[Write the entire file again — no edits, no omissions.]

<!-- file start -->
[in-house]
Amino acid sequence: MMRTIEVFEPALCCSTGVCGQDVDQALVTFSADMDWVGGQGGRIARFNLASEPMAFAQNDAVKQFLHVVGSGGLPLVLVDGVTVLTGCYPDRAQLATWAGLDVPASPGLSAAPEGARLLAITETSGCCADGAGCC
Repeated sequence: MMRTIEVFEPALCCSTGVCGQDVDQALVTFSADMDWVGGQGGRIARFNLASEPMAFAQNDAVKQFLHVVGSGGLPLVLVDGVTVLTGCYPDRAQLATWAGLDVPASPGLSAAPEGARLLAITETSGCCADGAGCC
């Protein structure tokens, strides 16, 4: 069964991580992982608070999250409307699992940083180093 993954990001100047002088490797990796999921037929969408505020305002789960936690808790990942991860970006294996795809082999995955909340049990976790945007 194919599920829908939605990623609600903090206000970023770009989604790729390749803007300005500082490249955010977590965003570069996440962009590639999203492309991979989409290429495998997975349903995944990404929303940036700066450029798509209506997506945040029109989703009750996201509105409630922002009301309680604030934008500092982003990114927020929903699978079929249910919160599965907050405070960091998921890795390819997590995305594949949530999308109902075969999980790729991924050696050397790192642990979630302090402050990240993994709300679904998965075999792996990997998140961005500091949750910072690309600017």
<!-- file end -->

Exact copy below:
[in-house]
Amino acid sequence: MMRTIEVFEPALCCSTGVCGQDVDQALVTFSADMDWVGGQGGRIARFNLASEPMAFAQNDAVKQFLHVVGSGGLPLVLVDGVTVLTGCYPDRAQLATWAGLDVPASPGLSAAPEGARLLAITETSGCCADGAGCC
Repeated sequence: MMRTIEVFEPALCCSTGVCGQDVDQALVTFSADMDWVGGQGGRIARFNLASEPMAFAQNDAVKQFLHVVGSGGLPLVLVDGVTVLTGCYPDRAQLATWAGLDVPASPGLSAAPEGARLLAITETSGCCADGAGCC
């Protein structure tokens, strides 16, 4: 069964991580992982608070999250409307699992940083180093 993954990001100047002088490797990796999921037929969408505020305002789960936690808790990942991860970006294996795809082999995955909340049990976790945007 194919599920829908939605990623609600903090206000970023770009989604790729390749803007300005500082490249955010977590965003570069996440962009590639999203492309991979989409290429495998997975349903995944990404929303940036700066450029798509209506997506945040029109989703009750996201509105409630922002009301309680604030934008500092982003990114927020929903699978079929249910919160599965907050405070960091998921890795390819997590995305594949949530999308109902075969999980790729991924050696050397790192642990979630302090402050990240993994709300679904998965075999792996990997998140961005500091949750910072690309600017």